Hope for Children of Jailed Persons

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In Zimbabwe
Mar 5th, 2014
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By Tariro Moyo and Tendai Munhazu | Children of incarcerated persons have found hope through the intervention of Access to Justice, a newly established organization that seeks to provide them with social, legal and humanitarian support.

Addressing journalists in Harare yesterday, Blessing Mtandwa, the Executive Director of the organization said they came up with the idea after realizing that children of incarcerated persons were living under pathetic conditions in the absence of their parents.

“We visited the Chikurubi Maximum prison, as part of our research and found out that 96% of the people there, are parents who left at least three children back home, meaning that those children need assistance,” said Mtandwa.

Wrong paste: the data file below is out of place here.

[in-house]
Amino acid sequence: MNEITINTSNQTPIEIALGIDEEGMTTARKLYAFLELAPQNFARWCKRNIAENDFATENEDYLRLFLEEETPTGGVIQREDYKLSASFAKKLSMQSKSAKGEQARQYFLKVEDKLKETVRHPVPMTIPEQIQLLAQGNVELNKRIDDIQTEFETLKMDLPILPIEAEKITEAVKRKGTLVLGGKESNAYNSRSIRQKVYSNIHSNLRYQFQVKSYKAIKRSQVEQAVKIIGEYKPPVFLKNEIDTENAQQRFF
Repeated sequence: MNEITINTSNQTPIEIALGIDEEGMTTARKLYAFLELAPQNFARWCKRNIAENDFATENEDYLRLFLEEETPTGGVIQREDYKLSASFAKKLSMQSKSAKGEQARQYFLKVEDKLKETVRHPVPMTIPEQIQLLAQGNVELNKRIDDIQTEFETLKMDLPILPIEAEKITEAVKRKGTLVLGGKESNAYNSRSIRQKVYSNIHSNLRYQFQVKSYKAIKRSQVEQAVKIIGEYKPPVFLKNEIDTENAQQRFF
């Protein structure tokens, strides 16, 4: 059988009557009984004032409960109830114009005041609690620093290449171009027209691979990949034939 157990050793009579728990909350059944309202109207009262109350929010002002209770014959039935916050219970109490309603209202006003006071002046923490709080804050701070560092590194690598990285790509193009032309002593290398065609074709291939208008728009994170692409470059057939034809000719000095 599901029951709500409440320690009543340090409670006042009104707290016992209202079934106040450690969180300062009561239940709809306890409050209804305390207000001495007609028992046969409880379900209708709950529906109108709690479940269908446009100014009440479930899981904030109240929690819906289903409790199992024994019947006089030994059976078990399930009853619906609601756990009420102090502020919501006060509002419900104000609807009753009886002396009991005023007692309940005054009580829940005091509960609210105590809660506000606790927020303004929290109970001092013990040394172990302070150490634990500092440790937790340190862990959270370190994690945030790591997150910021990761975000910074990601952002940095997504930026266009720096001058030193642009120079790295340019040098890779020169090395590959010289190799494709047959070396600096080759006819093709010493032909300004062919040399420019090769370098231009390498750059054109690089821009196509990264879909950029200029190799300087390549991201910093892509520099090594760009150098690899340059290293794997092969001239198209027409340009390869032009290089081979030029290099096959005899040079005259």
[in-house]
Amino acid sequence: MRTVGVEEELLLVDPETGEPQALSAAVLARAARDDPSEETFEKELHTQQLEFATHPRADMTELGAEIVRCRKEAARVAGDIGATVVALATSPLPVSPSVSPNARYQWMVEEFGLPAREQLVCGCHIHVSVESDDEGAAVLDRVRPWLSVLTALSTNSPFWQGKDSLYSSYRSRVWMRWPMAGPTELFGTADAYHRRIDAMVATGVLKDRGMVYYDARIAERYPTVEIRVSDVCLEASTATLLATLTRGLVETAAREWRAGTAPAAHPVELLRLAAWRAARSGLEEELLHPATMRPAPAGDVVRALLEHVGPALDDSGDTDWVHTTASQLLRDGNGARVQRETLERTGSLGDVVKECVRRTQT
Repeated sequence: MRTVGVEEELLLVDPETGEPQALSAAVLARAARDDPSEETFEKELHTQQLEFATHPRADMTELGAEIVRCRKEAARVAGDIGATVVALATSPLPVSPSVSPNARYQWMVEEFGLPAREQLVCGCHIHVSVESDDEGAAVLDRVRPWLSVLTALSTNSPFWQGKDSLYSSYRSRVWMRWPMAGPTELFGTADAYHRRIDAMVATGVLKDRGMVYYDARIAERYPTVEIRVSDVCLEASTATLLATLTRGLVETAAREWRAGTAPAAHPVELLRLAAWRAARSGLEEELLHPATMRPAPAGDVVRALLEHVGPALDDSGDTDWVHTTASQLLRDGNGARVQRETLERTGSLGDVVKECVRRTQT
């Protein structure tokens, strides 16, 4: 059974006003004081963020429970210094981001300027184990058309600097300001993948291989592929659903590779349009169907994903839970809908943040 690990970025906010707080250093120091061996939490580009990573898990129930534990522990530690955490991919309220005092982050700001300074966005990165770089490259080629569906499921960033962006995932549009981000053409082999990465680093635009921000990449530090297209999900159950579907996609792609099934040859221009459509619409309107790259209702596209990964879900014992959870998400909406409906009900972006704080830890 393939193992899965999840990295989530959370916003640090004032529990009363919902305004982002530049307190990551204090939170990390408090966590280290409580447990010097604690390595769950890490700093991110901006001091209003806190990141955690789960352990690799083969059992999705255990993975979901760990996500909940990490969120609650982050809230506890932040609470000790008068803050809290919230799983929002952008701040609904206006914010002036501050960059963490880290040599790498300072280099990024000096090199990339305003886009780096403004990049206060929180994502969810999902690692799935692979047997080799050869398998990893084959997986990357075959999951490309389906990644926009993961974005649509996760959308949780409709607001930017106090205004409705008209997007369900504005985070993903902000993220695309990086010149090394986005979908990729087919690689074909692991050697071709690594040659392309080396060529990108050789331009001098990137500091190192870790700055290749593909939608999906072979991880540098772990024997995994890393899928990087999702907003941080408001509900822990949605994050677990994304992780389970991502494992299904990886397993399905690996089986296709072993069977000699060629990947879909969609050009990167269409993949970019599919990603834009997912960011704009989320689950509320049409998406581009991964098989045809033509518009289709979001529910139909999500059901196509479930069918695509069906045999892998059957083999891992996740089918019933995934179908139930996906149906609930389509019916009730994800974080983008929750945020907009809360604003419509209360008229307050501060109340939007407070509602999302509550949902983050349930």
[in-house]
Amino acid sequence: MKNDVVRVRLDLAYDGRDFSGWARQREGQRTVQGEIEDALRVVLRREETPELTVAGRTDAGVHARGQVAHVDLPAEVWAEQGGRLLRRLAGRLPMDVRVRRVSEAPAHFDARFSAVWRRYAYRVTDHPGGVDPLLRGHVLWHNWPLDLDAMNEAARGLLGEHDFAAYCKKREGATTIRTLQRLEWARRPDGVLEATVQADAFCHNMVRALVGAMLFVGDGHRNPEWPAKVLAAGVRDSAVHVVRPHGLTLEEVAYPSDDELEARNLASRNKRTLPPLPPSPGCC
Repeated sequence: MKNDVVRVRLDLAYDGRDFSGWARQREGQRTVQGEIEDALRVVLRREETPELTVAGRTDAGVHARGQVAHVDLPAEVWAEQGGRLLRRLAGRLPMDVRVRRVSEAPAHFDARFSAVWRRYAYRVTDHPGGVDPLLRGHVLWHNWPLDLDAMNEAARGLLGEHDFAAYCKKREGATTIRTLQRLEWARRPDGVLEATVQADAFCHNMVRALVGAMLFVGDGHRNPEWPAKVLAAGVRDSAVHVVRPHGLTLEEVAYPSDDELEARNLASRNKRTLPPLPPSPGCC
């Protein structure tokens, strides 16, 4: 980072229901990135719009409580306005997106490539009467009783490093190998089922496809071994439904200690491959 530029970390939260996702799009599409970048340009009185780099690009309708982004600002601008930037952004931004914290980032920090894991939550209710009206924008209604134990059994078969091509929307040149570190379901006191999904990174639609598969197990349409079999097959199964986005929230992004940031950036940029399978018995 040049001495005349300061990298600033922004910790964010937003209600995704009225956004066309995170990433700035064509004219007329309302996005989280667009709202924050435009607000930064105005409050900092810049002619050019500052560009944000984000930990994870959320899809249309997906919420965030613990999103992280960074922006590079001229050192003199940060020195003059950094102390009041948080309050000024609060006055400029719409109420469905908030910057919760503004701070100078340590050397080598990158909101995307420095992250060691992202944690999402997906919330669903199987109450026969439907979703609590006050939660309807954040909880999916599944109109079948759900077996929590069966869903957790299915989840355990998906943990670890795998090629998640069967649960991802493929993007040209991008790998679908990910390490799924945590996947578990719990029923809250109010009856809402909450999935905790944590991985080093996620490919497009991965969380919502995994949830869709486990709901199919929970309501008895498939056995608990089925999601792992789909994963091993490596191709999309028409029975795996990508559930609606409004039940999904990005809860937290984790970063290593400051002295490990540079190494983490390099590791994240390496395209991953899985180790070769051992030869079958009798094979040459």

She added that there is need to give humanitarian aid for children who go along with their incarcerated parents since there is no constitutional provisions on infants’ welfare after their parents gets incarcerated.

‘’Children and families with incarcerated parents have been a relatively invisible population to the public, to policymakers, and to funders.

“Programs and policies, which have traditionally focused on the offender, his or her victims, and the public safety of the community, ignore the vast and growing number of other victims–children.”

“In prisons there is no food for kids who got there with their parents and the conditions in prisons are too dangerous for the health of kids.

“So there is need for policies that will help these children, for example build a shelter where they can stay with adequate care, but have an opportunity of seeing their mothers,” said Mtandwa.

Zimbabwe’s prison population is estimated at around 22 500 inmates in all the 55 prisons against a carrying capacity of 17 000. Human rights groups in Zimbabwe claim that lack of food, insufficient access to medical care, absence of clothing and lack of legal assistance are common realities in Zimbabwean prisons.

PIC CAPTION- Blessing Mtandwa, Executive Director of Access to Justice

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